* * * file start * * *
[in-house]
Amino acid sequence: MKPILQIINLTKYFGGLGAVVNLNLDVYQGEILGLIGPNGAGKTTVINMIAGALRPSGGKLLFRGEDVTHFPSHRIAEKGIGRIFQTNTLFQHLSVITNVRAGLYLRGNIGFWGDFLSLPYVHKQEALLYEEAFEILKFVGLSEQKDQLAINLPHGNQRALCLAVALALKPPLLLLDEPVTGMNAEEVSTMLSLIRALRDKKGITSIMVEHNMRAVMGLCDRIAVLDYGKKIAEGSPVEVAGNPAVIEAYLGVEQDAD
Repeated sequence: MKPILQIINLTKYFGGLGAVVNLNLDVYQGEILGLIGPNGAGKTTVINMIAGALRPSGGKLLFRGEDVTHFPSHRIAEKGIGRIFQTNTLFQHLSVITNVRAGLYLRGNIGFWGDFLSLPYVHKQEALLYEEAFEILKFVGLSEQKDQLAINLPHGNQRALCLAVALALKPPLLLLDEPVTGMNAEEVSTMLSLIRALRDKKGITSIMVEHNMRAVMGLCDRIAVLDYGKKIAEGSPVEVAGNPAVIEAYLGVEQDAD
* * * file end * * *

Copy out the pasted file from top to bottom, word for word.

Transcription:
[in-house]
Amino acid sequence: MKPILQIINLTKYFGGLGAVVNLNLDVYQGEILGLIGPNGAGKTTVINMIAGALRPSGGKLLFRGEDVTHFPSHRIAEKGIGRIFQTNTLFQHLSVITNVRAGLYLRGNIGFWGDFLSLPYVHKQEALLYEEAFEILKFVGLSEQKDQLAINLPHGNQRALCLAVALALKPPLLLLDEPVTGMNAEEVSTMLSLIRALRDKKGITSIMVEHNMRAVMGLCDRIAVLDYGKKIAEGSPVEVAGNPAVIEAYLGVEQDAD
Repeated sequence: MKPILQIINLTKYFGGLGAVVNLNLDVYQGEILGLIGPNGAGKTTVINMIAGALRPSGGKLLFRGEDVTHFPSHRIAEKGIGRIFQTNTLFQHLSVITNVRAGLYLRGNIGFWGDFLSLPYVHKQEALLYEEAFEILKFVGLSEQKDQLAINLPHGNQRALCLAVALALKPPLLLLDEPVTGMNAEEVSTMLSLIRALRDKKGITSIMVEHNMRAVMGLCDRIAVLDYGKKIAEGSPVEVAGNPAVIEAYLGVEQDAD